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February 07

Exploiting Google Filters

Joe Whyte recently wrote a blog post about Google filters and how you can get around them as well as exploit them. It seems it has been creating a lot of controversy because of the point he discusses.

What do you think?

December 06

Googleâs Click Fraud Rate is Less than 2%

Well departing from our normal foo & link building tactic posts, I think this post by Andy Beal is worth your attention: Googleâs Click Fraud Rate is Less than 2%

I’m not even going to summarize, because you’ll want to check out the post–it’s quite juicy, with graphs, exclusive interviews with Googlers, Venn diagrams and more!

Read it

May 06

Google Doesn’t Like Linking Streetwalkers & the End of ‘Tri-engine’ SEO for Affiliates?

Eric Ward has published a new article titled, ahem, Are You A Link Whore? (My quick answer before I even read the article: YES!)

His philosphy is one that I think has hit webmasters harder than ever with the latest of BigDaddy.

Google is algorithmically rewarding my good linking behavior over the course of the past 13 years.

There can be no other explanation.  Google doesn’t like link whores.

His choice of language sure makes him a link baiter, but I don’t think anyone can argue with his point.

I can say with 100% confidence that you can be successful and rank well without having to do anything even close to slutty.

Two questions:

  • How does this philosophy change if you can’t/don’t want to wait 13 years (or even 3) to rank?
  • Why does everyone seem to ignore the "other two" engines? As far as I can tell they like their links ‘fast n loose’. They also send visitors that convert very well, especially for affiliates in many profitable sectors.

Which I guess leads me to a third question. Are we getting to a point where it’s more cost effective for affiliates to take an either/or approach to ranking in Google or MSN/Yahoo! ? In my experience, if you target both, it’s hard to do GREAT in either (For simplicity’s sake I’m lumping Yahoo! and MSN together as they both seem to reward linking in the same general way.)

Whereas if you target only one (either Google, or MSN/Yahoo!), you can focus in like a laser and get rankings pretty predictably. (Usually, that choice is dictated by domain age — 2 year old domain? Go Google. 1 year or younger? Go for MSN/Yahoo!)

(And by the way, I’m ignoring ‘brand’ sites and ecomm sites, because they a) are inherently less risk-tolerant than affiliates so are more prone to a 3-engine, non-aggressive strategy, and b) the stakes are possibly greater as getting banned/filtered in one engine would result in not showing up for ‘brandname’ searches, and of course c) they are less likely to be launching new sites.)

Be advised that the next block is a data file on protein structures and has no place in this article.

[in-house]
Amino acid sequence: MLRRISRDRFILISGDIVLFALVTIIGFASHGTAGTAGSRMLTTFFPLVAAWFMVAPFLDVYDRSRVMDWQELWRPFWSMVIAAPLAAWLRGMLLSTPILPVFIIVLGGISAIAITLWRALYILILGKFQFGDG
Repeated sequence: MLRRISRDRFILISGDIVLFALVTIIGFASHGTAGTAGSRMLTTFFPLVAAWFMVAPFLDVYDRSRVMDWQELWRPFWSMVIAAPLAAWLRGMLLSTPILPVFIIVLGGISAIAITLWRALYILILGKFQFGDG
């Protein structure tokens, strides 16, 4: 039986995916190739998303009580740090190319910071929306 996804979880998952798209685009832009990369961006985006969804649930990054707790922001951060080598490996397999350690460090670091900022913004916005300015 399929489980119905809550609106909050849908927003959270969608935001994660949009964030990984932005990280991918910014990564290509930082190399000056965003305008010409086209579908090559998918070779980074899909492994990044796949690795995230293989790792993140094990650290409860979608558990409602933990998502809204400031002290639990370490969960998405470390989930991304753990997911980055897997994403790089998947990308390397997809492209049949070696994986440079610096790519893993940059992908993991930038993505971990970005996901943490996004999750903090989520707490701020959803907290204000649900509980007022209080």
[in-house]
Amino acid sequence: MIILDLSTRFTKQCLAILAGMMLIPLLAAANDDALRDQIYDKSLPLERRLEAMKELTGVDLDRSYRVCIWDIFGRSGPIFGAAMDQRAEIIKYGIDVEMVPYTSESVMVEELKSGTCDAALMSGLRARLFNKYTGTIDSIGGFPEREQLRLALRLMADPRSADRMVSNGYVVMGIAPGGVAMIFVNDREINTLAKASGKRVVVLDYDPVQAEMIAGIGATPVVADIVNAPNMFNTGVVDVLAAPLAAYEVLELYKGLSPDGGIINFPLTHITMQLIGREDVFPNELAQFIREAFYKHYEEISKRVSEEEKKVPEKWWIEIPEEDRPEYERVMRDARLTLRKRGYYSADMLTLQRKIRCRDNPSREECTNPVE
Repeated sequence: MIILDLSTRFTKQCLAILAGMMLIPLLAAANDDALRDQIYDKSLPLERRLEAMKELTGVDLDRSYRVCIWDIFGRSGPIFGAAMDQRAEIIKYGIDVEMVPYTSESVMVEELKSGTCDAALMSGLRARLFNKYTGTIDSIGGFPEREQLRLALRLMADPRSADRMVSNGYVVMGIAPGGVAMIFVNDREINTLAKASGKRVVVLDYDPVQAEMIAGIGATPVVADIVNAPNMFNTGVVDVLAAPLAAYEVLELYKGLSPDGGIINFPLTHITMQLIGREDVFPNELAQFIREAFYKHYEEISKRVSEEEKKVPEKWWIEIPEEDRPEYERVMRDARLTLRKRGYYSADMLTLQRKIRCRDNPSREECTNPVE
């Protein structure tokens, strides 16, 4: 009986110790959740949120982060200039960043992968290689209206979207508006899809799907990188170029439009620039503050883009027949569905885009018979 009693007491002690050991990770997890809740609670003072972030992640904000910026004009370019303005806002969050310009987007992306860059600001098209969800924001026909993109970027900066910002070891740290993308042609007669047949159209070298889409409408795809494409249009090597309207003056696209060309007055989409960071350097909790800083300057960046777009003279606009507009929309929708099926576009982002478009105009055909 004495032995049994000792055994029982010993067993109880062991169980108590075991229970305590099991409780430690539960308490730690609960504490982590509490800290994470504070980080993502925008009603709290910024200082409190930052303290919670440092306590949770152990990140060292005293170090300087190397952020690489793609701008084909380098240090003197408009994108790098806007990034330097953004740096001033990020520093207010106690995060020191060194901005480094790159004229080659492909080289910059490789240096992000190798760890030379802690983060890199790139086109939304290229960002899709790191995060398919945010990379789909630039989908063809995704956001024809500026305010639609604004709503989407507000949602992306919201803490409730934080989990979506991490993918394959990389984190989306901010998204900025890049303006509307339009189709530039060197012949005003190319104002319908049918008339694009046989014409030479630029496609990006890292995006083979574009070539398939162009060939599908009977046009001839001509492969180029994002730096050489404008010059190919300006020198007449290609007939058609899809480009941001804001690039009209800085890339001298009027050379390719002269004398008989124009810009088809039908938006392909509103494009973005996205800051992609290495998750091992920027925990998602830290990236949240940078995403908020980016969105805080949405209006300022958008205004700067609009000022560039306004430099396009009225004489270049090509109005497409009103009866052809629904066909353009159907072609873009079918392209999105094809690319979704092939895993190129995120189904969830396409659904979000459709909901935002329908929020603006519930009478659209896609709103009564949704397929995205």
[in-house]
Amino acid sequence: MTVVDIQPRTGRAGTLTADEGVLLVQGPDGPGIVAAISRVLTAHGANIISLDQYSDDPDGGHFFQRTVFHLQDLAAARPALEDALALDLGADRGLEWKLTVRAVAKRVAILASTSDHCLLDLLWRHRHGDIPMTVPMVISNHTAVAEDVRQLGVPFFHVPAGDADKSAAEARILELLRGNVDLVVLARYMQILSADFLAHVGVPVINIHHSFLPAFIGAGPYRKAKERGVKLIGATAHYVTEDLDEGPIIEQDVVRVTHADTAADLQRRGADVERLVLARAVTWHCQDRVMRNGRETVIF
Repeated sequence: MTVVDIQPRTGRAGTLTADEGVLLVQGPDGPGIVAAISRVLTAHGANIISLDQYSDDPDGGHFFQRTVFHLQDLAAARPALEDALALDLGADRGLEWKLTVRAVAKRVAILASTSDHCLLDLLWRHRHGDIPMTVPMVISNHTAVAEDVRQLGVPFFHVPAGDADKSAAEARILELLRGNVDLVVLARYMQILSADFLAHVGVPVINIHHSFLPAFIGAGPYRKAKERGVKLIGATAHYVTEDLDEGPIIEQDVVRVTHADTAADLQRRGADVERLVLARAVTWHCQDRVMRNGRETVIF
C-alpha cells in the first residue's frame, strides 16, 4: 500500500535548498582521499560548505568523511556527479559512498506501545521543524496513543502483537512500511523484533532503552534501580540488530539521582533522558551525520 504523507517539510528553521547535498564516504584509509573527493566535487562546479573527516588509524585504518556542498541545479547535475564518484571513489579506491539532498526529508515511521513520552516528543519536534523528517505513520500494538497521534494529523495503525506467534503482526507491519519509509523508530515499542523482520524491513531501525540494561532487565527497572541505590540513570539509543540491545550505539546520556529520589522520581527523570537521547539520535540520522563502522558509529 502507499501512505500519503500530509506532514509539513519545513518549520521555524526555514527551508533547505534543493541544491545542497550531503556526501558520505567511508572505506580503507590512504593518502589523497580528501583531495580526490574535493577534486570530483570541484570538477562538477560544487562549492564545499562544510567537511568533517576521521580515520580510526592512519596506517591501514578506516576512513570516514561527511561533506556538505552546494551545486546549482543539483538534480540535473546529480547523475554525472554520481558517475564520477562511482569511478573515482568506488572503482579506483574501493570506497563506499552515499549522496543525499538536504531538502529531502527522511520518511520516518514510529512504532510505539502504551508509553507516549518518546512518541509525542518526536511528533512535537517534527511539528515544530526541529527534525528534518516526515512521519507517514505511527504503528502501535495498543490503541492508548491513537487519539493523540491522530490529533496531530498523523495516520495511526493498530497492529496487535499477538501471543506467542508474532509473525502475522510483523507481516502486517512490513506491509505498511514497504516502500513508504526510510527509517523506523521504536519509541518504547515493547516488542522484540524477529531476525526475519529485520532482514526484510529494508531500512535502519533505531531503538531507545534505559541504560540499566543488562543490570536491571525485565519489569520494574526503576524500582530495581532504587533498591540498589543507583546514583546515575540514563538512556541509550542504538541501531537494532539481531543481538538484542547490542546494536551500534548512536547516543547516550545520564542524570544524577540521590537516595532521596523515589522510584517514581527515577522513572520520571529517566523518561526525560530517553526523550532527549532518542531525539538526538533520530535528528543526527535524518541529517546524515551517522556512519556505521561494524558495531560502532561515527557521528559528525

But back to my question: you readers who have recently launched new affiliate sites — are you doing ‘tri-engine SEO’? Are you taking a Google-centric approach? Or is MSN/Yahoo! your bread and butter?

I’ll go first: MSN/Yahoo! is my bread and butter for new affiliate sites. The tradeoff always comes down to this: I can do XYZ and it will probably screw the site in Google, when it may have ranked well there 2 years down the road — but I’ll rank in MSN in a month, and Yahoo! in three months. Or I can skip XYZ which will make ranking in Yahoo!/MSN impossible but hey who knows in 2 years Google may want to rank my site! Doesn’t even seem like much of a choice, to me…

August 05

Google Admits the Sandbox

Rand Fishkin has it from the horse’s mouth that the Sandbox is a real, tangible thing (well, duh… but for some reason some webmasters pretend that it isn’t).

I asked him [a Google engineer] what Google internally called the sandbox. He doged my question fastidiously until saying that he would try to get the spam team to adopt our term, “sandbox”, so we could all call it the same thing. I asked him if they would continue using it and he said “definitely” or possibly “almost certainly”… He noted in words I cannot remember exactly that they felt it was having a remarkable effect on the quality of the index. We moved on to other subjects after this, but not before he was vehement in explaining to me specifically that they did not design it to affect “all new websites”, but that a “filter must be tripped” for a site to be “boxed”.

Refresher: Beat the Sandbox (a how-to)

  • Get links that are quality indicators. e.g., get a link from a well-established high-PR site, get a link from an .edu, get a listing in DMOZ
  • Get a few deep links
  • Mix up your anchor text

And then wait a few months. It ain’t rocket science.

July 05

martinibuster on Neighborhoods

Just found this post by martinibuster at SEW forums. If you’re into linking this is a must read.

I’m getting at is that when you make a map of all the sites linking to
you, and who is linking to them, it says something about your site,
patterns arise. These patterns are very important, because Google is
very much interested in statistics.

…The question I would like to pose is, if you have a golf website, is it
normal that you share a hundred backlinks with hundreds of seo

…I’m sure the notion of avoiding being mapped to directories that are
heavily mapped to SEO link networks will not sit well with many that
have a financial interest in those directories, but come on, it’s also
common sense.

I posted a bit about these neighborhoods and their role in the Sandbox in my Guide to Beating the Sandbox (WMW – Supporters only). I’ve aways thought directories were a great tool for link building, but lately I’ve scaled back a bit, and am now only working with those that I think are part of good neighborhoods.